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Key West loses elegant and enthusiastic supporter in David Wolkowsky

It is with a deep sense of loss and endless gratitude that the Board of Directors of the Key West Art & Historical Society announces the passing of a benefactor as original and relevant to the history and culture of Key West as the paintings he proudly loaned us.

Key West native David Wolkowsky died in his sleep at Lower Keys Medical Center on Sunday, September 23, 2018. He was 99 when his incredible and glamorous life ended where it began in August 1919 – on the island Wolkowsky worked constantly to improve and preserve.  Wolkowsky’s family moved from Key West to Miami when Wolkowsky was 4 years old. He then earned a literature degree from University of Pennsylvania before embarking on a business venture to redevelop Philadelphia’s Center City and Rittenhouse Square — moves that would make Wolkowsky a very wealthy man.

“David could have lived anywhere, obviously; money was no object, but he chose Key West, and to me, that speaks volumes,” said Cori Convertito, curator of the Key West Art & Historical Society and a close friend of Wolkowsky, who generously shared his own important collection of art and artifacts with the museum. “If we were assembling a folk art exhibit, I could call him and ask if I could come ‘shopping’ at his house. His understanding of the history and the people of Key West was remarkable and unmistakable.”

Wolkowsky’s collection of sketches by renowned Key West woodcarver and folk artist Mario Sanchez became part of an immensely popular and critically acclaimed exhibit. Sanchez would first sketch his nostalgic scenes, comical encounters and Key West political commentaries on paper bags, then carve those scenes into wood. Wolkowsky proudly loaned the society his 71 original Sanchez drawings on paper bags.

A close friend of Pulitzer Prize-winning playwright and fellow Key West resident Tennessee Williams, Wolkowsky also acquired a collection of paintings and pastels by Williams, whose dramatic works included, “A Streetcar Named Desire” and “Cat on a Hot Tin Roof.” The paintings and pastels, one of which features a young Wolkowsky done in pastels — are now on permanent display at the Custom House Museum.

“David always remained focused on the legacy of this town, and he had a vision for Key West that included a return to the glamor and luxury that had defined the island back when he owned the Pier House Hotel and was constantly hosting movie stars and famous writers,” said Shirrel Rhodes, President of the Board of Directors.

Wolkowsky was more than an arts patron, financial supporter and society benefactor. He was more than a name on the card that identifies the owner of a painting on loan to a museum. Wolkowsky made his mark on Key West — and not by simply signing checks.

“Although he was obviously very generous with us financially, that doesn’t come close to representing the entirety of his involvement with and commitment to us,” Key West Art & Historical Society Executive Director Michael Gieda said.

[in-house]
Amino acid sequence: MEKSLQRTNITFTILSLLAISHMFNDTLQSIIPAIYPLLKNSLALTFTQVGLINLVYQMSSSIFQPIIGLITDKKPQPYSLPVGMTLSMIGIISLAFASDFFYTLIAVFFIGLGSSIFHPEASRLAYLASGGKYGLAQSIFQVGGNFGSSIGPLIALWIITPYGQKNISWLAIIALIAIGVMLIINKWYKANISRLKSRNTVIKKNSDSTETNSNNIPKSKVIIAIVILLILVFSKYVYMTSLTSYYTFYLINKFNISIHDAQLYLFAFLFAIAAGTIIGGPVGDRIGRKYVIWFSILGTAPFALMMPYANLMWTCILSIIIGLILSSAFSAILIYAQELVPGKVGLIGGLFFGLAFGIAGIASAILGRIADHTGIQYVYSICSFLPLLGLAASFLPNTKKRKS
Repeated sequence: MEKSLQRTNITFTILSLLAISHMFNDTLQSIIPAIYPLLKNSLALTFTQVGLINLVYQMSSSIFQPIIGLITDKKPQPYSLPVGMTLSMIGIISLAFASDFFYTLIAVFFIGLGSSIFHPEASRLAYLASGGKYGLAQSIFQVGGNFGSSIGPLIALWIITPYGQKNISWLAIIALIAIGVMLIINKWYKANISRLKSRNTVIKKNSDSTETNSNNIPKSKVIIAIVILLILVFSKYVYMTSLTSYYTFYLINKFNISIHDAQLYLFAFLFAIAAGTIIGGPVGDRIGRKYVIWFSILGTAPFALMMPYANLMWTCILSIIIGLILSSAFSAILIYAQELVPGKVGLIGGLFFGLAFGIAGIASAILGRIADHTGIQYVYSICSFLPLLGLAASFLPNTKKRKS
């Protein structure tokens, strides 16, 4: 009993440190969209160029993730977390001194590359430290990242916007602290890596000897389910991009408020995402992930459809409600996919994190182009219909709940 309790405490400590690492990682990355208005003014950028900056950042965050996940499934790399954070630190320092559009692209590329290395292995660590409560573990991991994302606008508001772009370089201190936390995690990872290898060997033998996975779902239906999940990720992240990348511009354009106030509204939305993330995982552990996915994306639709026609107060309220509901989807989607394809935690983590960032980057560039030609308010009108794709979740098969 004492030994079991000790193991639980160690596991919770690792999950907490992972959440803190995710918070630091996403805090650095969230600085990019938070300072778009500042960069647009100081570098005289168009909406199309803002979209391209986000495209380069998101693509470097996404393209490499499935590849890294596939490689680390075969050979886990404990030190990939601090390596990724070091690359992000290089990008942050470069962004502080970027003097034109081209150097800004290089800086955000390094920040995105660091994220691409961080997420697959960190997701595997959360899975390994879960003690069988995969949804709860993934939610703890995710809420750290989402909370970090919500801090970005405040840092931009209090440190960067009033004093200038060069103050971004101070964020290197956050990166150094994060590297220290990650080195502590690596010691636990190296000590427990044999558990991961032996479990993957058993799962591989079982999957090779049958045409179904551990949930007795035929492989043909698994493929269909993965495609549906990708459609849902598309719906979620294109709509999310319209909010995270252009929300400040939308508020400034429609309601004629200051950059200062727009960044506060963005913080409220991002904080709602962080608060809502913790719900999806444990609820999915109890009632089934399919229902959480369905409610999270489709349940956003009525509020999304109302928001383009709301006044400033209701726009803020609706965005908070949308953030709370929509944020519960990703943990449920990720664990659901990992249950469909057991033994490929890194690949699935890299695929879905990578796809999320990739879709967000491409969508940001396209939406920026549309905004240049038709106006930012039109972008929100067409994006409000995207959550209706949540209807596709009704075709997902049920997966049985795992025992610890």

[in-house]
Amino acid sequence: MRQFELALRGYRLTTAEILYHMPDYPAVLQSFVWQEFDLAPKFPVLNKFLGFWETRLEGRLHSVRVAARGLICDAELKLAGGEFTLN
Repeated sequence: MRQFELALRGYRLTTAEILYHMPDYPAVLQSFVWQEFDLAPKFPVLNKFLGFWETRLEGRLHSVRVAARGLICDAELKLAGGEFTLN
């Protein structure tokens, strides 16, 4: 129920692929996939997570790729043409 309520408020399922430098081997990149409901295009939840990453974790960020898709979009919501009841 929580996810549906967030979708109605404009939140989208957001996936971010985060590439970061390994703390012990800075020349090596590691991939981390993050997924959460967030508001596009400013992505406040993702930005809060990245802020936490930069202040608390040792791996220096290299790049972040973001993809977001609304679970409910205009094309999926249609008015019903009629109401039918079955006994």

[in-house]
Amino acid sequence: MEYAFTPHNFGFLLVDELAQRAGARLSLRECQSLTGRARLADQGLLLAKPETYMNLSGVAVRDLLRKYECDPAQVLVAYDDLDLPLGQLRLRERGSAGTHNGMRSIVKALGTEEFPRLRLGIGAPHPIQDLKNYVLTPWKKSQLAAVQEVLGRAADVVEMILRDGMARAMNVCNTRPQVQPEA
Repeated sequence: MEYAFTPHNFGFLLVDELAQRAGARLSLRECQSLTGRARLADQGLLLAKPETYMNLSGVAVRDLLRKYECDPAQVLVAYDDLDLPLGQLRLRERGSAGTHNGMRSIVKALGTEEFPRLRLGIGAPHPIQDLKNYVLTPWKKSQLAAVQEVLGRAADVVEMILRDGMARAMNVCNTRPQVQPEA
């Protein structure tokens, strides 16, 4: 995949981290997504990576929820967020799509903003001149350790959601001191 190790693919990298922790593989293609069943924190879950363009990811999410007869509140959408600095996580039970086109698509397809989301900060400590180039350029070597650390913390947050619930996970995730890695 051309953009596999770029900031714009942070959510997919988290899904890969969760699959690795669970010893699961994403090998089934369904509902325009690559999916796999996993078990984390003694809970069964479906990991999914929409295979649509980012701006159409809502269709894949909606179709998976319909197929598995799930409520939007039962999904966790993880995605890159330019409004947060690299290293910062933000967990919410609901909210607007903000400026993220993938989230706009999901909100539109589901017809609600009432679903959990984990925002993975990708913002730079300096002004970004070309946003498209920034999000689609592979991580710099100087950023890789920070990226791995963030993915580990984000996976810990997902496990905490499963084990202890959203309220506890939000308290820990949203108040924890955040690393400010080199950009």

“He was our own personal publicist and PR machine,” Convertito said, recalling Wolkowsky’s visits to the Custom House two to three times a week. “Anyone who had lunch with David would then be treated to a personal tour of the museum. He’d show up with university presidents, bestselling authors, renowned artists, actors, John Hemingway, Jean Vanderbilt, you name it.”

From entire exhibits on loan from his personal collection, to a constant display of fresh orchids above the museum door, which he donated in memory of his dear friend Floy Thompson, Wolkowsky was actively involved in the Society, sharing ideas and opinions as readily as artwork and financial support.

To properly honor his memory – and his unwavering generosity – the Key West Art & Historical Society wants to learn from and disseminate the lessons it learned from David Wolkowsky for this town and the vision he had for enhancing it and returning it to its halcyon days.  The Society is in the process of designing an appropriate way to honor Wolkowsky’s commitment to Key West’s cultural legacy, and will make announcements about the specifics in the coming months.

It is now incumbent upon the Key West Art & Historical Society and us as its Board of Directors to honor David Wolkowsky with as much passion and energy as he shared with us. We will keep our members and the Key West community apprised of our plans to forever remember the man who never stopped believing in Key West.”

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David Wolkowsky, third from left, with drink, is pictured with Tennessee Williams, left, and his mother Edwina Dakin Williams, at a birthday celebration held for the literary icon at the Chart Room Bar at the Pier House in Key West. (Photo courtesy Key West Art & Historical Society)